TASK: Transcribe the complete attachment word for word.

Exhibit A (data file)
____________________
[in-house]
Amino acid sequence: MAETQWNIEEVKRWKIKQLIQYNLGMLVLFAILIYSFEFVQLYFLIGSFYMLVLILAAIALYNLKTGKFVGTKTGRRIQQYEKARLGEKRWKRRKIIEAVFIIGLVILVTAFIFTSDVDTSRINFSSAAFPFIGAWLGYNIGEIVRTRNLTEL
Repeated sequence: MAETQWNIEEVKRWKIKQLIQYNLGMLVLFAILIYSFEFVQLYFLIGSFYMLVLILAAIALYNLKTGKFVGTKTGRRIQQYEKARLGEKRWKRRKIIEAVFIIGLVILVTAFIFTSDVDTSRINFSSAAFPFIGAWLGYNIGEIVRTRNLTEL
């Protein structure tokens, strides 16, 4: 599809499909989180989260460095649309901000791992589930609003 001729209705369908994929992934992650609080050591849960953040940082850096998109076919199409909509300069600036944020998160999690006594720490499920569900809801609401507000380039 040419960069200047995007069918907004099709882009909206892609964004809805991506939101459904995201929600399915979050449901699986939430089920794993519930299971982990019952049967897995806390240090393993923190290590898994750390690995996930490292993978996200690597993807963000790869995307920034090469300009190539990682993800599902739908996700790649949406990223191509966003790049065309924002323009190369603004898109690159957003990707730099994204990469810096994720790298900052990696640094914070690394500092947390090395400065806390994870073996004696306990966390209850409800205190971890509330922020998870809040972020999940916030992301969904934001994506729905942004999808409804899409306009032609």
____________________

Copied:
[in-house]
Amino acid sequence: MAETQWNIEEVKRWKIKQLIQYNLGMLVLFAILIYSFEFVQLYFLIGSFYMLVLILAAIALYNLKTGKFVGTKTGRRIQQYEKARLGEKRWKRRKIIEAVFIIGLVILVTAFIFTSDVDTSRINFSSAAFPFIGAWLGYNIGEIVRTRNLTEL
Repeated sequence: MAETQWNIEEVKRWKIKQLIQYNLGMLVLFAILIYSFEFVQLYFLIGSFYMLVLILAAIALYNLKTGKFVGTKTGRRIQQYEKARLGEKRWKRRKIIEAVFIIGLVILVTAFIFTSDVDTSRINFSSAAFPFIGAWLGYNIGEIVRTRNLTEL
């Protein structure tokens, strides 16, 4: 599809499909989180989260460095649309901000791992589930609003 001729209705369908994929992934992650609080050591849960953040940082850096998109076919199409909509300069600036944020998160999690006594720490499920569900809801609401507000380039 040419960069200047995007069918907004099709882009909206892609964004809805991506939101459904995201929600399915979050449901699986939430089920794993519930299971982990019952049967897995806390240090393993923190290590898994750390690995996930490292993978996200690597993807963000790869995307920034090469300009190539990682993800599902739908996700790649949406990223191509966003790049065309924002323009190369603004898109690159957003990707730099994204990469810096994720790298900052990696640094914070690394500092947390090395400065806390994870073996004696306990966390209850409800205190971890509330922020998870809040972020999940916030992301969904934001994506729905942004999808409804899409306009032609």